“My sister one day — I was playing my flute; Mozart, probably — was shaking this water bottle and the water was hitting the ground and as it’s evaporating it looks like a lot of little footprints, as if the spirit of kids were dancing to the flute. And that showed to me that the spirits are still there, and that that is an impactive place. It’s the site of Dakota villages as well as the burial grounds, so I wanted to create an artwork and art installation that introduces people to those spirits’ experience and the different things we can learn from the Grandmother Earth or the Grandmother Stone, the Water Spirit, and Thunder Being. I think when people go there, they’ll see that the spirits and all that is still there.
“I think it brings meaning to that site because Dakota people, we didn’t have a written language, but we stored our histories, and our cultural meanings, even our scientific thought in our relationship to plants. So when they gave a plant or certain type of name, we’re describing our relationship to that plant, we’re not naming it after ourselves, like the scientists do when they discover a new plant or new species. Whereas Dakota people, we’re storing our histories in the names of plants and animals and such things.”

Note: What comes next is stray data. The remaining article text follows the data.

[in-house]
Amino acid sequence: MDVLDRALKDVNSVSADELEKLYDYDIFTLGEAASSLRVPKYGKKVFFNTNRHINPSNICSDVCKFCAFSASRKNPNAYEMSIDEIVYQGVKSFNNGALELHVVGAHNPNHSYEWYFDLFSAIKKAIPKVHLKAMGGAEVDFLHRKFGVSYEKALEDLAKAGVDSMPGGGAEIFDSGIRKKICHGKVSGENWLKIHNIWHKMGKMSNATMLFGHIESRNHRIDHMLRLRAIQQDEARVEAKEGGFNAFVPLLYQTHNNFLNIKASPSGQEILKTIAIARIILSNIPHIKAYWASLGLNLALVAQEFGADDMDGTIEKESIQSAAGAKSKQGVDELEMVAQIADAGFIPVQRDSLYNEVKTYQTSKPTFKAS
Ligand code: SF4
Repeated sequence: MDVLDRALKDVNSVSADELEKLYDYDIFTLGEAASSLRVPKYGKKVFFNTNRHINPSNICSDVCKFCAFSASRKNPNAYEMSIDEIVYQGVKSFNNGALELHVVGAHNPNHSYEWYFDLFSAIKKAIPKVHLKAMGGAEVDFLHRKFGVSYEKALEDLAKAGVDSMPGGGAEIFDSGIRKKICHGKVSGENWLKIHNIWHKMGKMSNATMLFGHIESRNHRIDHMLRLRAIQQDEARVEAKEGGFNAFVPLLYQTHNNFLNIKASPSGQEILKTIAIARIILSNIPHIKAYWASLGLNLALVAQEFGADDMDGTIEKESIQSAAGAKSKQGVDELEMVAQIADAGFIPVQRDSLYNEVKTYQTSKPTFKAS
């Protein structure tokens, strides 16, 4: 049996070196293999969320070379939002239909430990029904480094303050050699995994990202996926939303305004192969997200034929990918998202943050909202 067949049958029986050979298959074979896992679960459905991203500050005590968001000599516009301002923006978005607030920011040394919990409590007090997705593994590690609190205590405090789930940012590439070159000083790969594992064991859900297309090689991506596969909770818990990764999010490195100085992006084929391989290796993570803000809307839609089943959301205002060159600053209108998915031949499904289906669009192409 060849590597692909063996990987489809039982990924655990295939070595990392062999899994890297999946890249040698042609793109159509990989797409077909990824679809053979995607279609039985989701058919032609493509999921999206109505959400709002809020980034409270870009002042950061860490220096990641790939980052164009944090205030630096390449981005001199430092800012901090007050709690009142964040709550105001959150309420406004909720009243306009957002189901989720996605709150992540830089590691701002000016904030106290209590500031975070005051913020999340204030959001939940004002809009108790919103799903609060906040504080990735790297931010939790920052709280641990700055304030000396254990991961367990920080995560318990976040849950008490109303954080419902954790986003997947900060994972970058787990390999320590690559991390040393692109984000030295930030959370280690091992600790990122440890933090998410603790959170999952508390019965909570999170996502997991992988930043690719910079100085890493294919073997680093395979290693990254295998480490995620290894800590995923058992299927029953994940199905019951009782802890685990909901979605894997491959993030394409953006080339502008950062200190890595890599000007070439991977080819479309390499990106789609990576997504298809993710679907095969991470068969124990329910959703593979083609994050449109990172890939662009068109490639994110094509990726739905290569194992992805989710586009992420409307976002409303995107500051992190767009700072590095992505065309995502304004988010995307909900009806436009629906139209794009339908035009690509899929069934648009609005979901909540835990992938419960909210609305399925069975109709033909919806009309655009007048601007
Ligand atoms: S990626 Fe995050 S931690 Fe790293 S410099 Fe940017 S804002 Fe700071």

All of which comes to life via the Dakota Spirit Walk, an augmented reality public art installation developed by Myles, Revolo AR, and Pixel Farm Studios that “uses geolocation, audio and 3D animation to guide users through a series of encounters overlaid upon the sight of the historic village of Kaposia, which is now the landscape of St. Paul’s 27-acre Bruce Vento Nature Sanctuary near the Mississippi River. The encounters feature augmented-reality Dakota spirits — Grandmother Earth, thunder beings, water serpents, and Grandfather Stone — who share history, mischief, warnings, and wisdom.”
Myles: “My favorite part is thunder being, of course, just because I love thunderstorms and it talks about the star knowledge and our connection and how it guides us, and also passes on how we can connect to the land that’s the burial mounds that are currently there. I also like Grandfather Stone, because he’s such an ancient being. He is there in those cliffs, but he teaches us to pay attention to children and what we can learn from them because they’ve just entered this world as new spirits and they have that close connection to spirit world. Those are a couple of features of it I enjoy, but every stop is fun in its own way.”